From commodious windows, I watched the storm beef up and then rage during the nights we were in the hospital.  On both nights, plows ran continuously around and around the parking lots and entrances—keeping the roads clear for emergency vehicles and hospital employees.  At one entrance the American flag whipped frenetically over the scene, as if to symbolize the many storms our nation has weathered through the years.

While hospitalized, Joe had 2 more stents (he is the KING OF THE STENTS!) and he is feeling much better.  Now we are home again, thankful beyond words for medical technology and a cozy home—our earthly shelter from storms.

I just took the (above and below) photos of a mountain which has covered Dylan’s play yard.  (For new readers on this site, Dylan is our sweet and whimsical Pembroke Welsh Corgi.)  Mountains have appeared all around our condo complex, as the village snow removal crew kept our neighborhood accessible throughout the blizzard. 

As I snapped the photo, I thought of Robert Frost and A Hillside Thaw.  The lizards certainly will not break out today, as the temperature is near zero—and probably not tomorrow or any time this week.  But it is February 3rd!  Normally in Southern Wisconsin, redwing blackbirds can return any time after February 24th!  And the lizards come before the blackbirds!

The snow is gorgeous.  The snow is breathtaking.  The snow is something wonderful to behold.  But I have to admit that I am now watching for those silver lizards, thawing and slithering out of Dylan’s mountain!

Margaret L. Been, ©2011

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Twilight stretching out,

shadows lengthening at dusk . . .

soon the ice will crack.


I shiver with awe . . .

primal presence on the ice . . .

grey Canis Lupus.


Every night we wait,

listening for the shrieking

of mating coyotes.

Finally we hear them

penetrating bedroom walls . . .

howling ecstasy.


Dogwood in a jar

brings promise to our table;

outside, snow is heaped.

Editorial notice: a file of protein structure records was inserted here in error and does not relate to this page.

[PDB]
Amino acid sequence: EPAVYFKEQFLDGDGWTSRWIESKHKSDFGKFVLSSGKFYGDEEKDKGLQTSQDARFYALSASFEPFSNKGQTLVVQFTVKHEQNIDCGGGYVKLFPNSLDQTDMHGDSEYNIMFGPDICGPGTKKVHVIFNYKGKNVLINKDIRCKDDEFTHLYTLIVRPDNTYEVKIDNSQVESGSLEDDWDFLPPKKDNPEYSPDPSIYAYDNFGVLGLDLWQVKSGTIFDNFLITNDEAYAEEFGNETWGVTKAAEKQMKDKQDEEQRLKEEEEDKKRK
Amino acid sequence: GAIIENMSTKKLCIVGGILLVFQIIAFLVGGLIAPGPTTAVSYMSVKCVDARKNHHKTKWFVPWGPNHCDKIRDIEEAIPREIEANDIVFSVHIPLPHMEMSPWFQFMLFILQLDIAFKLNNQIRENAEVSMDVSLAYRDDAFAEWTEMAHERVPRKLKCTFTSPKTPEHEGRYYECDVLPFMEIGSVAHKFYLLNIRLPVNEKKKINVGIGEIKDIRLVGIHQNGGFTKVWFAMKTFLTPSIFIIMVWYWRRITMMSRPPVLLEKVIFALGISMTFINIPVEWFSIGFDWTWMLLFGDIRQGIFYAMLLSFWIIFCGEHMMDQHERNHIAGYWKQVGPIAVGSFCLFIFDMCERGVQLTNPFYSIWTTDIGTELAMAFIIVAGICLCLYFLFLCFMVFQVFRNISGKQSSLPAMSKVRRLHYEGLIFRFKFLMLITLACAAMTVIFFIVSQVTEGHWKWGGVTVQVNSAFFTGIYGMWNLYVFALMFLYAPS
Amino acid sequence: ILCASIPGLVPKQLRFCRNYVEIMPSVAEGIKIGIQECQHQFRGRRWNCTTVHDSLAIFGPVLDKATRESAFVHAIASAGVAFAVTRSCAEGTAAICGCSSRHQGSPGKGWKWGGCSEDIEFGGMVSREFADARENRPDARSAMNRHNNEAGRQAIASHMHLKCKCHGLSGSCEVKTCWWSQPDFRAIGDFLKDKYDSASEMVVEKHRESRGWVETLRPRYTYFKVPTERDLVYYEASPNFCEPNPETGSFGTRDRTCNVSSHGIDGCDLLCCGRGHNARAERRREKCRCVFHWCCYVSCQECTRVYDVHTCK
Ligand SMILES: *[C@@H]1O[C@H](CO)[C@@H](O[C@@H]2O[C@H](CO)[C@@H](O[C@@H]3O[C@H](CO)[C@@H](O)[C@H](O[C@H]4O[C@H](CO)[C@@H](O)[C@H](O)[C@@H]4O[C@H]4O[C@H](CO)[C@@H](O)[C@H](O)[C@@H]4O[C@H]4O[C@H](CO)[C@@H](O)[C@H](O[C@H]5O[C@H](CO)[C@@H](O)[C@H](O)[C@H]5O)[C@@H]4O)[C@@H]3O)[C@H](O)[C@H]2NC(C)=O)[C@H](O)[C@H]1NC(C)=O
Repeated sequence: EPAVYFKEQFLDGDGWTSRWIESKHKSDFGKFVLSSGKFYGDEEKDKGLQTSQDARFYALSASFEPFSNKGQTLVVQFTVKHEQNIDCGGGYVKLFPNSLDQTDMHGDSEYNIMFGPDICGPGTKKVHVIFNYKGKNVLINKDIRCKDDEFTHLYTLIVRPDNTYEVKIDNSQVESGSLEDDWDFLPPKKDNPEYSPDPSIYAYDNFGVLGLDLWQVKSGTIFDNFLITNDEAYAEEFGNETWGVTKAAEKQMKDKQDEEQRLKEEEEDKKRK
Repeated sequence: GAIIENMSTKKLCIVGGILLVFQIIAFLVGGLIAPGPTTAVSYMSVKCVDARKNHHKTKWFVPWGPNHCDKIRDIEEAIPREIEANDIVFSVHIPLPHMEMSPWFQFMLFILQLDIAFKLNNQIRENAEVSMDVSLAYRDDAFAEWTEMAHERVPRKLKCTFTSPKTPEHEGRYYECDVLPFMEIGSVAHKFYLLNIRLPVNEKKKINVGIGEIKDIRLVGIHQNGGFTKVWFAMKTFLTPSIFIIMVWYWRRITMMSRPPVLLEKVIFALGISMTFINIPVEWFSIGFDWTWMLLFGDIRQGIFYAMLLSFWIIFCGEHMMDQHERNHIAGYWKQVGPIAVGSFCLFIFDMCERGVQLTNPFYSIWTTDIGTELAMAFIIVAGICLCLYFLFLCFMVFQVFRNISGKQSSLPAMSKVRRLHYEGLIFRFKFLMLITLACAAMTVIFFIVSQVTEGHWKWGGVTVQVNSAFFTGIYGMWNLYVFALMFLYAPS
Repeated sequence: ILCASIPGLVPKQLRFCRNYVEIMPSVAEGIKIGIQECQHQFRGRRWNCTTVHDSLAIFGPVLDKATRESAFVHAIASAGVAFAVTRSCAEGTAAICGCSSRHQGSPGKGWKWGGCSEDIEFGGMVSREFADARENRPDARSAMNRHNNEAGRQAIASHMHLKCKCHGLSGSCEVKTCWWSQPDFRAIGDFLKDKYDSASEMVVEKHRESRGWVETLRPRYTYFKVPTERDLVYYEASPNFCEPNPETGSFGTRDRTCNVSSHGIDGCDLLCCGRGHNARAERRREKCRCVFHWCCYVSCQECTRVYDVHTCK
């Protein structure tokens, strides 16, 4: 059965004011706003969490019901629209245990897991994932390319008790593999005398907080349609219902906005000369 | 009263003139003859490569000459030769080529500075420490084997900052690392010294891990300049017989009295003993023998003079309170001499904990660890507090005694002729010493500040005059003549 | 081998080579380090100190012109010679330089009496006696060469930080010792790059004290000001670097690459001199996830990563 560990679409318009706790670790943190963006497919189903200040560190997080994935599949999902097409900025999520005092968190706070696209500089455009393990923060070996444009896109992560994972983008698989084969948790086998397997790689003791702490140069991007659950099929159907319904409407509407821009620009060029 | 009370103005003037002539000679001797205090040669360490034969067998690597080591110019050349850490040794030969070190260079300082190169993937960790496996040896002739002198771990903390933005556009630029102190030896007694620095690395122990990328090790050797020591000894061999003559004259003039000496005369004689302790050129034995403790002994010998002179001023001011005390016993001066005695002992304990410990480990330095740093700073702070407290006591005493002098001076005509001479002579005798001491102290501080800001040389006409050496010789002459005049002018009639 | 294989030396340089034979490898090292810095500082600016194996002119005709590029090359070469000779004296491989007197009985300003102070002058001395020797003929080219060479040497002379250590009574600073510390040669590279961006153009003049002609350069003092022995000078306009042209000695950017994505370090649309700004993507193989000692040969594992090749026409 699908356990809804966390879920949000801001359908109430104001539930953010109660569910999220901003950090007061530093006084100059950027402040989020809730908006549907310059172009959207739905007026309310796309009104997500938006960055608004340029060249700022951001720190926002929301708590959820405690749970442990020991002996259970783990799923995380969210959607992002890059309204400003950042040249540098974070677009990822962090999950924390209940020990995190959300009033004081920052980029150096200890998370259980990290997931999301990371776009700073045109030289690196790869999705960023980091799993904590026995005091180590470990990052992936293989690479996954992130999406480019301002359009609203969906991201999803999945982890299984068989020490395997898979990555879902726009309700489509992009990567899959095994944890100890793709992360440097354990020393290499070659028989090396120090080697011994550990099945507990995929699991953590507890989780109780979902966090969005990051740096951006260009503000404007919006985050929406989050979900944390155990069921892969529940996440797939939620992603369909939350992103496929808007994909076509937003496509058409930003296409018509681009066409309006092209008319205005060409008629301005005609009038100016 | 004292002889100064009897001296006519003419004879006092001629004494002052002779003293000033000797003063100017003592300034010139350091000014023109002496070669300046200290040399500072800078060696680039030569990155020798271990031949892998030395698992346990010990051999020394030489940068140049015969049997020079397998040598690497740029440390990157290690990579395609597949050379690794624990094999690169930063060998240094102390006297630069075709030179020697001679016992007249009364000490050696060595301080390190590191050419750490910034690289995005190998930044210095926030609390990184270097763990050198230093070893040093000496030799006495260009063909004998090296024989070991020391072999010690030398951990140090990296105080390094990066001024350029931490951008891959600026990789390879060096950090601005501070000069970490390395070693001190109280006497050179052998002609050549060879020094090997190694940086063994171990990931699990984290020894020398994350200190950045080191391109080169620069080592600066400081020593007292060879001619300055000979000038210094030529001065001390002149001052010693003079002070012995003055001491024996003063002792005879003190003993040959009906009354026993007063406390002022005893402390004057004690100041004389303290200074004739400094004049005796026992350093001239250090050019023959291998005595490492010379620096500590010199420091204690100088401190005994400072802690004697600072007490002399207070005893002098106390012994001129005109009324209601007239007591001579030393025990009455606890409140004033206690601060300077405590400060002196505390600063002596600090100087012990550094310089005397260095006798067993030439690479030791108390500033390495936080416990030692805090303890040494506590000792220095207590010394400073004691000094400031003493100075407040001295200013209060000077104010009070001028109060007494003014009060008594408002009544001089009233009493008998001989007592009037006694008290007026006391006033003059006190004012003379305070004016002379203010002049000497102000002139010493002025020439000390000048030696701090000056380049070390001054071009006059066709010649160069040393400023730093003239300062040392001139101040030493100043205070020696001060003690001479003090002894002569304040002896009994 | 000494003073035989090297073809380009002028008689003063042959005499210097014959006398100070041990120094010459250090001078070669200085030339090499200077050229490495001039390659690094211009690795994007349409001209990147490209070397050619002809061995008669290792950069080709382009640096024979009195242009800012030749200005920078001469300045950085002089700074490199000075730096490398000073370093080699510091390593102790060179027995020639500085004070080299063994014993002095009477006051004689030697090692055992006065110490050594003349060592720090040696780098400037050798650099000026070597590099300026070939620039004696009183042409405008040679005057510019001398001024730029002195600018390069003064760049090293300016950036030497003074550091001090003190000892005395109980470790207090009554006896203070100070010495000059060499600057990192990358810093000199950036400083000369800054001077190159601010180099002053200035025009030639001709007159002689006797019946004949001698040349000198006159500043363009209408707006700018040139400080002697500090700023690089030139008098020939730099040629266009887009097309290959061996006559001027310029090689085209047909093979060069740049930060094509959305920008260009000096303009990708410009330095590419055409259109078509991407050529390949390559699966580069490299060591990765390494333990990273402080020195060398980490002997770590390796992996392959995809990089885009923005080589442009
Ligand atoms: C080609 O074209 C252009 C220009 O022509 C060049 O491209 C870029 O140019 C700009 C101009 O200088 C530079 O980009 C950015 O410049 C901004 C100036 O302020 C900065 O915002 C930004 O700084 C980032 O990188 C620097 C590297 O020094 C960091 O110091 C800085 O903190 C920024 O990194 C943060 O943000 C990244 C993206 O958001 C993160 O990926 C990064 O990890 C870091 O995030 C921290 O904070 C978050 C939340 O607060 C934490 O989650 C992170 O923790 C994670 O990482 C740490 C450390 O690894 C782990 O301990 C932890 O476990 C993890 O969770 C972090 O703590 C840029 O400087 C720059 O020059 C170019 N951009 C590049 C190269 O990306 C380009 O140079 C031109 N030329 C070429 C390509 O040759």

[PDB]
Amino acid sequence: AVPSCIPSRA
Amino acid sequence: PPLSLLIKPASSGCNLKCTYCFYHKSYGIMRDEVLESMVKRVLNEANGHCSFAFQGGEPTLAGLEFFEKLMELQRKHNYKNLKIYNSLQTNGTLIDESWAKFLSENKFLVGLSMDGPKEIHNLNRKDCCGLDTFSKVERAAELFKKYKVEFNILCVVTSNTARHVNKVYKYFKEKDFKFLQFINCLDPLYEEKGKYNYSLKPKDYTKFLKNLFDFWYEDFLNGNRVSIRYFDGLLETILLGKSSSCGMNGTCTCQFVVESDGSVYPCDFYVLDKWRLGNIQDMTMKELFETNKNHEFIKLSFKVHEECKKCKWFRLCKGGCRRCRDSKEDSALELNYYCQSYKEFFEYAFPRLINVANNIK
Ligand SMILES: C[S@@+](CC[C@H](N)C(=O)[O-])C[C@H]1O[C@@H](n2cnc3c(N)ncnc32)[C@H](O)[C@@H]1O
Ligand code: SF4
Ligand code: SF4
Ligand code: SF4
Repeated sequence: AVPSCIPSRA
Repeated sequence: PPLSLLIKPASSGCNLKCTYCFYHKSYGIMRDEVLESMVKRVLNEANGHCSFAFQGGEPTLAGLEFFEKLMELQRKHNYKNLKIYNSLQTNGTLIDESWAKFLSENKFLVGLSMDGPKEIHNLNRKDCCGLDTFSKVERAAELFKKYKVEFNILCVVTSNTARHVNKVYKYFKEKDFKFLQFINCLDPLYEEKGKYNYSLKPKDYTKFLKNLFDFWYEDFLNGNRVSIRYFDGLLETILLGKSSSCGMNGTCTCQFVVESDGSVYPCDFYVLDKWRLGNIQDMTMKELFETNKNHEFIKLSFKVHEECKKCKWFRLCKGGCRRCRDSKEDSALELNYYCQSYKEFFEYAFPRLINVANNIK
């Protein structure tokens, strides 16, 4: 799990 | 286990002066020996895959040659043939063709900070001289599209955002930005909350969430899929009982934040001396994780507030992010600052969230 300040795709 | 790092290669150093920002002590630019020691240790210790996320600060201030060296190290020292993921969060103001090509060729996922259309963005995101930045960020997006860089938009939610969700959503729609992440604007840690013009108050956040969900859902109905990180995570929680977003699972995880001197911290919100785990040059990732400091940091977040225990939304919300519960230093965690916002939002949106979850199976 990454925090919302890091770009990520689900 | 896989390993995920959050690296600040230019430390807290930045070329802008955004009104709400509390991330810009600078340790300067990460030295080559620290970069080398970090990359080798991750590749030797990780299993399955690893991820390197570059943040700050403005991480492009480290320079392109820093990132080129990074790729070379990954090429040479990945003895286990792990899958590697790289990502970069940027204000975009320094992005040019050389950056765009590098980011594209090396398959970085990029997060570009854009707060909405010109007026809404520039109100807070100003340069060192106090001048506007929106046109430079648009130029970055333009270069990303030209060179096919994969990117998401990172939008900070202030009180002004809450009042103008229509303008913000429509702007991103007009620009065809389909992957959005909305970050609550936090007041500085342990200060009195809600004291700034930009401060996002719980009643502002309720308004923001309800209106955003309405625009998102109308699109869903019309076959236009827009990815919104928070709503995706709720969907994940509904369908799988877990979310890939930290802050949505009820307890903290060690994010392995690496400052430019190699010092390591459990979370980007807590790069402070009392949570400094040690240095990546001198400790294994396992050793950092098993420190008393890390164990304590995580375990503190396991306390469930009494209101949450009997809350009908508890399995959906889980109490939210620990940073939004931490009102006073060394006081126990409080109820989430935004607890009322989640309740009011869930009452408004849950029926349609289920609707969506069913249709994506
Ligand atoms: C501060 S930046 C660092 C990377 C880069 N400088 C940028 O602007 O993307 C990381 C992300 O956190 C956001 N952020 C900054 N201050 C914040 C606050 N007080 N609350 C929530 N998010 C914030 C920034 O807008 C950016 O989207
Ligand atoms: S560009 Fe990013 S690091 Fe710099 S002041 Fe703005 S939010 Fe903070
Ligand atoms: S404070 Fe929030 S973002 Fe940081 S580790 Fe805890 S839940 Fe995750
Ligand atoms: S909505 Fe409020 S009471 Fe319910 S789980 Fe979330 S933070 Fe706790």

Corgi at my side . . .

a mug of steaming cocoa . . .

the moment is good.


Fragrance of moist earth

emerging from fields of snow . . .

winter cannot last.

Margaret Longenecker Been–All Rights Reserved

Published in BRUSH STROKES . . . word paintings by Margaret Longenecker Been, 2006

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Here is a photo of sunrise over our Northern Wisconsin bay.  The glow on the trees is reflected, as the trees border the bay on the west and catch the glory of the sun rising in the east.  This week Joe and I spent a couple of days at our home on this bay, where the sun spews diamonds on snow-covered ice.

Our guest house (uphill from our home on the bay) recently experienced heat loss, frozen pipes, and water damage–but never mind that.  Workers are drying the house out, and repairing the damage.  Our insurance will cover all but a fraction of the cost. 

Meanwhile, the constants prevail.  While up north we saw a bald eagle, high in a tree–scanning the countryside for his lunch.  And of course we enjoyed the plethora of deer.  (Each year I get concerned at hunting season.  Will hunters take out all the deer?  Of course that’s a hoot.  According to the 2006 Wisconsin Department of Natural Resources estimate, there are 1.5 to 1.7 million deer in Wisconsin.  The hunters merely protect our forests from being totally devoured by the whitetails.)

Constants!  Where would we be without them–those aspects of life that never change, but rather go on inspiring us no matter what our circumstances?  We have sights and sounds to mark each season, and every day–concrete facts created by God to remind us of His faithfulness, material joys to cheer us during our time on earth:  invariables like sunrise and sunset changing on schedule–progressing and digressing throughout the years, decades, and ages.